University of Lincoln research: “Very seriously flawed and should not be relied on”
Four separate expert reviews find Lincoln’s e-collar research to be full of mistakes
One of the reviewers is the world expert Professor Doug Elliffe who is Deputy Dean of Science at New Zealand’s top-rated University of Auckland. His hard-hitting review concludes that Lincoln’s work is “very seriously flawed and should not be relied on”. 
Professor Elliffe also states that there is established research which contradicts Lincoln’s view that reward-based training is better than e-collar training. He has found e-collars to be “reliable” in reducing predatory behaviour by dogs. Such reductions “could certainly not be achieved by positive reinforcement – ‘reward-based learning’ – alone”. 
In a second academic critique Sargisson & McLean say that Lincoln produced no evidence to support its conclusion that e-collars caused “suffering”.  They also state that, as the dogs were on leads, the results “shed no light on the possible behaviour of the dog if off-lead or when the owner is absent”. The inconsistencies meant that the research “cannot be used to justify the banning of e-collars for the prevention of canine predation”.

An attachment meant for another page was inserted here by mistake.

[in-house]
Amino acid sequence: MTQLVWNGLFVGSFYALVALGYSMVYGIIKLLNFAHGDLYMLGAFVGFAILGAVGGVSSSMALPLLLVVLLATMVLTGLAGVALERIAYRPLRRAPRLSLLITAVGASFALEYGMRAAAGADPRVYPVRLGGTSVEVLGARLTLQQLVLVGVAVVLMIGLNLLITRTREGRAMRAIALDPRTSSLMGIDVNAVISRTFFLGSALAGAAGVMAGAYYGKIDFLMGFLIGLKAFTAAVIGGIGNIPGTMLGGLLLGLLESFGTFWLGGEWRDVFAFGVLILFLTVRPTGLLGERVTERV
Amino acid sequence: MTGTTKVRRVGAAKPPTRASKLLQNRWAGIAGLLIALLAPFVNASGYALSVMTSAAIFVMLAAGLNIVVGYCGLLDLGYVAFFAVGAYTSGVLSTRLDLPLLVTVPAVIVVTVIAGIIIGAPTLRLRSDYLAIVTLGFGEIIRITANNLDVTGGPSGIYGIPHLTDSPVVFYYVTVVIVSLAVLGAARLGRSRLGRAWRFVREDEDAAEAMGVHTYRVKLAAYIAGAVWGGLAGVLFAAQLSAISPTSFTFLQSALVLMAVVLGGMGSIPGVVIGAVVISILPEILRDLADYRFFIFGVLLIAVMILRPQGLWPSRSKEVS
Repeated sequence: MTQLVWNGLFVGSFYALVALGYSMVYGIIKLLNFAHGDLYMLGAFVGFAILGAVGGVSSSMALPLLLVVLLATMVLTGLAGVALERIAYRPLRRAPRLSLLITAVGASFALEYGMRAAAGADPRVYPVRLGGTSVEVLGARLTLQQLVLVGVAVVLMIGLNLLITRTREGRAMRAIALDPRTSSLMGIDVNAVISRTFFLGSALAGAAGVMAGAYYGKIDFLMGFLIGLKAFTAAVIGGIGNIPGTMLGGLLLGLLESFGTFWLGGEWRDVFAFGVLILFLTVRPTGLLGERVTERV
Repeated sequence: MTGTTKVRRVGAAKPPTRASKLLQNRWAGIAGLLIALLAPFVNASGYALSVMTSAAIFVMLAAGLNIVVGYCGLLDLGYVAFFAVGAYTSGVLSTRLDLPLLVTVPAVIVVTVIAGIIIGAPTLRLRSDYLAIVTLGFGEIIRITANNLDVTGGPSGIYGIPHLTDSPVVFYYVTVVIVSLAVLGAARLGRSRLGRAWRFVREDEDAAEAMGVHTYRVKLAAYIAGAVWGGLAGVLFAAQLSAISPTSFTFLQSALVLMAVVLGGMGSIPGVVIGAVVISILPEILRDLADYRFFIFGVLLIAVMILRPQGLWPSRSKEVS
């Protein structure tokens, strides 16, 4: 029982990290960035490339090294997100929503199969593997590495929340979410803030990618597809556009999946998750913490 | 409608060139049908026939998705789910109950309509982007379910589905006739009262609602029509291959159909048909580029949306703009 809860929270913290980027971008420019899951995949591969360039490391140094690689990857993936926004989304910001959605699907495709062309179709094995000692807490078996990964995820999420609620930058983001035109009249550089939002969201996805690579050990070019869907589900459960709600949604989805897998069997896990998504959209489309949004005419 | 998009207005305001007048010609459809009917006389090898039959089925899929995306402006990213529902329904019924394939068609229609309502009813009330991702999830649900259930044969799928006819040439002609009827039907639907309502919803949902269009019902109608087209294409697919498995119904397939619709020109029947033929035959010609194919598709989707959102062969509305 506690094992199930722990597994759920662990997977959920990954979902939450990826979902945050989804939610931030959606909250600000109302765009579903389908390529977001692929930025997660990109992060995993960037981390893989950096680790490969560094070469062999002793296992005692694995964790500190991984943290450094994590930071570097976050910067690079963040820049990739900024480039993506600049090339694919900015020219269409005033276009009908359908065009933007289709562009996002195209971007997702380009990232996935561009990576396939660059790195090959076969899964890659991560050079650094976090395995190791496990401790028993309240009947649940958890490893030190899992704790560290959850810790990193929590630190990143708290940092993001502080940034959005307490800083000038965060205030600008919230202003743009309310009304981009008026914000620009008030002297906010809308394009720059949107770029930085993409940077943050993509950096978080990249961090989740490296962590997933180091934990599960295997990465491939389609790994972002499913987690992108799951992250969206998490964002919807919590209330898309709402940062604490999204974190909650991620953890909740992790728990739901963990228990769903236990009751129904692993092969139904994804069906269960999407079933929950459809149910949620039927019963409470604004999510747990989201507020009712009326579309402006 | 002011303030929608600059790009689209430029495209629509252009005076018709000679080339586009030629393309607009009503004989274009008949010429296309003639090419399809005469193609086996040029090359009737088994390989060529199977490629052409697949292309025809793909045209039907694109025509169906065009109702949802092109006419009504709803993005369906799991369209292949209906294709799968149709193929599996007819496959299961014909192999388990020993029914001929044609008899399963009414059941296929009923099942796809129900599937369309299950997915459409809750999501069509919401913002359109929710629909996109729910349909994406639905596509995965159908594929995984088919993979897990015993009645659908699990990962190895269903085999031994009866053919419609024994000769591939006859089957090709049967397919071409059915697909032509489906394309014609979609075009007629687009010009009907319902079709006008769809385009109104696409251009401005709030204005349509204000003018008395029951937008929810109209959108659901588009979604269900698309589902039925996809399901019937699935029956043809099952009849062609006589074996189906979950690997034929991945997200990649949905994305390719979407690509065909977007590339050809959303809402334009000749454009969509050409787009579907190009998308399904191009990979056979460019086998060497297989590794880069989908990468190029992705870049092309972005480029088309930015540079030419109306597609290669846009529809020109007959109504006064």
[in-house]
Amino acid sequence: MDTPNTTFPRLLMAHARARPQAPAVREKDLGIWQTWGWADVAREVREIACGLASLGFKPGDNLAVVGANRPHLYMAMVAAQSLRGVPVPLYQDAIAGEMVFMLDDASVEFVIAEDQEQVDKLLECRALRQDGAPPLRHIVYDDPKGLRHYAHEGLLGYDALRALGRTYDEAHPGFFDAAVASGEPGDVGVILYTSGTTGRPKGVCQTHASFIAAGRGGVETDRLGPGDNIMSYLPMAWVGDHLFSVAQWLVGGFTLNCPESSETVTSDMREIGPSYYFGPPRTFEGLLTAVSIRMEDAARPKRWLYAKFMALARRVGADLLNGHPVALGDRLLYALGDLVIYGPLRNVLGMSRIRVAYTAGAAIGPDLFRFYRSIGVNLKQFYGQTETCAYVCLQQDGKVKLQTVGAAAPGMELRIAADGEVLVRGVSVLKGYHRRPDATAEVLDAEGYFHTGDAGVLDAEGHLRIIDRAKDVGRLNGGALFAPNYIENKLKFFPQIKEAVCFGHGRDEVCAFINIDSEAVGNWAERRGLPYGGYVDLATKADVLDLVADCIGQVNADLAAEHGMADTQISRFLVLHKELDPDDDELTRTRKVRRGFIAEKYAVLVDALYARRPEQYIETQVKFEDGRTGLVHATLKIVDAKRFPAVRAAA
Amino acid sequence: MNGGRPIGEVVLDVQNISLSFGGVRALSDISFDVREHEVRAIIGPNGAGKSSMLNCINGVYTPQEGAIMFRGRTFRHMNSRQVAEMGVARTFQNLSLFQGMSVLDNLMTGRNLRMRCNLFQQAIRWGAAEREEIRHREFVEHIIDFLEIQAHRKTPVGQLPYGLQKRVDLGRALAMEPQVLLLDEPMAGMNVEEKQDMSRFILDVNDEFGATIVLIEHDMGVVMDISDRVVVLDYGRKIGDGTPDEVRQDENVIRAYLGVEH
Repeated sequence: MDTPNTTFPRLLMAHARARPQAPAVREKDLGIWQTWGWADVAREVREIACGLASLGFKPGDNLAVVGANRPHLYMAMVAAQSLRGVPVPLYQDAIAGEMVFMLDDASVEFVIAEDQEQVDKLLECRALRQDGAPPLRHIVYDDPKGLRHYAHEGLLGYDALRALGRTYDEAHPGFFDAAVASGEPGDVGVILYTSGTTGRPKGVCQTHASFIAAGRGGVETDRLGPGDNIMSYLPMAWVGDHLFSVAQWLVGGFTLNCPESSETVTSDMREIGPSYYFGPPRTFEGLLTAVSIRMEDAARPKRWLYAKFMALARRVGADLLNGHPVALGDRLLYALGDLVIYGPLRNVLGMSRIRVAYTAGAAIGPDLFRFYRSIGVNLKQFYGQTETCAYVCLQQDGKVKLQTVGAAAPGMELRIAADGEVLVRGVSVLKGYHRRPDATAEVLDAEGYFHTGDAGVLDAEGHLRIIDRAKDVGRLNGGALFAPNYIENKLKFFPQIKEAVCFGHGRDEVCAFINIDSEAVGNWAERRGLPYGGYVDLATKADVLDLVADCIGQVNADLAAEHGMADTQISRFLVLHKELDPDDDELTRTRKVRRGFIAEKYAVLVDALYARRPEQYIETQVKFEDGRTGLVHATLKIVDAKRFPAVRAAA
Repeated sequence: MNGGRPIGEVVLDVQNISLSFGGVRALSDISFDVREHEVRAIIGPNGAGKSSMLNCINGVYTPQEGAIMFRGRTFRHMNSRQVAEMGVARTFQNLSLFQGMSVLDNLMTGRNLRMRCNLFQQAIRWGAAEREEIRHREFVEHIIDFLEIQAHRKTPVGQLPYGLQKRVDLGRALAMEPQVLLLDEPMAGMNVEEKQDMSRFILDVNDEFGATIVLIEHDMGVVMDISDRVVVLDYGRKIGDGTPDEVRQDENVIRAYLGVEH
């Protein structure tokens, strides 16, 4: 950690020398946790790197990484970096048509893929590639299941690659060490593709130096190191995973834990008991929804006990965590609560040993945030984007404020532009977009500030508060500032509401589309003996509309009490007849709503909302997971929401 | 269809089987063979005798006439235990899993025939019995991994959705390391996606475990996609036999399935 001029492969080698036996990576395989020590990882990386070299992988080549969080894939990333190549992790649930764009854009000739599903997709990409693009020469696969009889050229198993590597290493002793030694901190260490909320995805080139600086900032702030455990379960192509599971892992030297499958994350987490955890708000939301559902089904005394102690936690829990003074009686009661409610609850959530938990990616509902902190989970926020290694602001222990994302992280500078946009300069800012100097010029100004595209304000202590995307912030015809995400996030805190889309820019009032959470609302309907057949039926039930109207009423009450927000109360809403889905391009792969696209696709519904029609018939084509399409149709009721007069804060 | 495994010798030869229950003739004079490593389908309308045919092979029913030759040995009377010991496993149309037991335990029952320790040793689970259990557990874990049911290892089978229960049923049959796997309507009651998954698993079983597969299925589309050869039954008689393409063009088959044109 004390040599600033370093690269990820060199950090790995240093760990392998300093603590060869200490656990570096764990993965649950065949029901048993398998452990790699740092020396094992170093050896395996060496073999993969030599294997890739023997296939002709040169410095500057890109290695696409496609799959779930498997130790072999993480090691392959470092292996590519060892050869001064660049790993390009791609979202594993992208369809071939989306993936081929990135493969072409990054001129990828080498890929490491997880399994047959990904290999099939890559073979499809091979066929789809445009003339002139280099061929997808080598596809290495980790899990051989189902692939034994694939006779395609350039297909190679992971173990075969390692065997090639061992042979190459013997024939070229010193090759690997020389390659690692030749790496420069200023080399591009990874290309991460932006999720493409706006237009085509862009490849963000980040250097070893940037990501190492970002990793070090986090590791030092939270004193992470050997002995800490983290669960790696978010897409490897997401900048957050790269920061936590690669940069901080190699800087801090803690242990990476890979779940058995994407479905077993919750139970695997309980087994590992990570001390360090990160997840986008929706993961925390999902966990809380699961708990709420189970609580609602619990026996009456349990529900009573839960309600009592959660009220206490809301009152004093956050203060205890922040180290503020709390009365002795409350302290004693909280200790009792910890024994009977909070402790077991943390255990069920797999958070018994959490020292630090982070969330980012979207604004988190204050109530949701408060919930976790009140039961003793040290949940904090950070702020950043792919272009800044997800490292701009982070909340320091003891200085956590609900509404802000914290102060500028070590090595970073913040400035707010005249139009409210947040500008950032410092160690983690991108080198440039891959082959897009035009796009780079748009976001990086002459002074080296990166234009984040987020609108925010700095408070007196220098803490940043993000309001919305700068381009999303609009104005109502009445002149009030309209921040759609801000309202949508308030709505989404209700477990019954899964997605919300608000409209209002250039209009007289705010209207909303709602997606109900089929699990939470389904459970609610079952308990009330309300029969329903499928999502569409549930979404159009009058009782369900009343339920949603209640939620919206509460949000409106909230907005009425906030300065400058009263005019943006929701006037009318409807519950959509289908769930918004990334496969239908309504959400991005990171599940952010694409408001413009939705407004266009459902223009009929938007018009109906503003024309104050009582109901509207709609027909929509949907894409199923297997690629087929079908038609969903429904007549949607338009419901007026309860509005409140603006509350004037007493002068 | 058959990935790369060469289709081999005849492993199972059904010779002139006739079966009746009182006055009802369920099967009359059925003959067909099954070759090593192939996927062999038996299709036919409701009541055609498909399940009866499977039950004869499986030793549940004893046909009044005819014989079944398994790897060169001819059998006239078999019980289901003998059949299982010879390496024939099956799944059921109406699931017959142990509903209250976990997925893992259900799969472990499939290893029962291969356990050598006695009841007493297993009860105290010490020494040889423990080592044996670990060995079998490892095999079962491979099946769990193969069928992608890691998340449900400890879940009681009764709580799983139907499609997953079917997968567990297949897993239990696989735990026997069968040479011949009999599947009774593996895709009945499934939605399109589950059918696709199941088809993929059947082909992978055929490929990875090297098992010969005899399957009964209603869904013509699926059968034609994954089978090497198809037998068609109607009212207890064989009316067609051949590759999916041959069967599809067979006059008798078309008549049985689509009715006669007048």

Finally a review by the School of Canine Science found that “the bias seems to go one way” as the dogs Lincoln selected for training with e-collars had more pre-existing behaviour problems. 
The flaws identified by these expert reviews are not primarily with the analysis in Lincoln’s China et al. (2020) paper. (It was the first attempt at writing a paper by an MSc student.) They are due to multiple errors in the underlying research which Lincoln conducted for Defra.
 China, L, Mills, D.S., & Cooper, J.J. (2020). “Efficacy of dog training with and without electronic collars vs. a focus on positive reinforcement.” Frontiers in Veterinary Science: https://www.frontiersin.org/articles/10.3389/fvets.2020.00508/full
 Elliffe commentary on China, Mills & Cooper (2020)
 The winter of 2010/11 saw extreme weather in Scotland: https://en.wikipedia.org/wiki/Winter_of_2010%E2%80%9311_in_Great_Britain_and_Ireland
 Elliffe commentary on China, Mills & Cooper (2020) see footnote 8. This view of the efficacy of e-collars concurs with the findings of CAWC, 2012 which stated that ”a systematic review of peer-reviewed scientific publications revealed… that the application of an electrical aversive can suppress predatory-type behaviour and that these effects might be quite enduring”: http://eprints.lincoln.ac.uk/id/eprint/14640/1/CAWC%20ecollar%20report.pdf
 Sargisson & McLean draft commentary for Frontiers in Veterinary Science, 2020
 Bailey review of Lincoln’s AW1402A research project for Defra
 School of Canine Science review: https://www.facebook.com/schoolofcaninescience/posts/3160247170734282